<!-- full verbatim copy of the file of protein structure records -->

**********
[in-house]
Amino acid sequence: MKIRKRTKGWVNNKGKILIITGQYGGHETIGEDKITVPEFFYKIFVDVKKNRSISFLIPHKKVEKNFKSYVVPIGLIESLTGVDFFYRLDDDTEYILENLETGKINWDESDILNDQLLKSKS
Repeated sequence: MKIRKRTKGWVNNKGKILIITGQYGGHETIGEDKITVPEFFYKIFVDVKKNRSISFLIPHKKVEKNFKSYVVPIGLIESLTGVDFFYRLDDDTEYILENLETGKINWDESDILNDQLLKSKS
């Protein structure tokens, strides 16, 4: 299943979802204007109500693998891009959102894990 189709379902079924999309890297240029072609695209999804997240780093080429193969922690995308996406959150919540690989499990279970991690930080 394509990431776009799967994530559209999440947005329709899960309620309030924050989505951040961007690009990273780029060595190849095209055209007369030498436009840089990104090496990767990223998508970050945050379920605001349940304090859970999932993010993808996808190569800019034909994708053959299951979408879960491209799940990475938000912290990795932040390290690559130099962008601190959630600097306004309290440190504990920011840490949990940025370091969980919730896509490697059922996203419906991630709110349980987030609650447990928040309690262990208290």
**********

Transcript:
[in-house]
Amino acid sequence: MKIRKRTKGWVNNKGKILIITGQYGGHETIGEDKITVPEFFYKIFVDVKKNRSISFLIPHKKVEKNFKSYVVPIGLIESLTGVDFFYRLDDDTEYILENLETGKINWDESDILNDQLLKSKS
Repeated sequence: MKIRKRTKGWVNNKGKILIITGQYGGHETIGEDKITVPEFFYKIFVDVKKNRSISFLIPHKKVEKNFKSYVVPIGLIESLTGVDFFYRLDDDTEYILENLETGKINWDESDILNDQLLKSKS
């Protein structure tokens, strides 16, 4: 299943979802204007109500693998891009959102894990 189709379902079924999309890297240029072609695209999804997240780093080429193969922690995308996406959150919540690989499990279970991690930080 394509990431776009799967994530559209999440947005329709899960309620309030924050989505951040961007690009990273780029060595190849095209055209007369030498436009840089990104090496990767990223998508970050945050379920605001349940304090859970999932993010993808996808190569800019034909994708053959299951979408879960491209799940990475938000912290990795932040390290690559130099962008601190959630600097306004309290440190504990920011840490949990940025370091969980919730896509490697059922996203419906991630709110349980987030609650447990928040309690262990208290």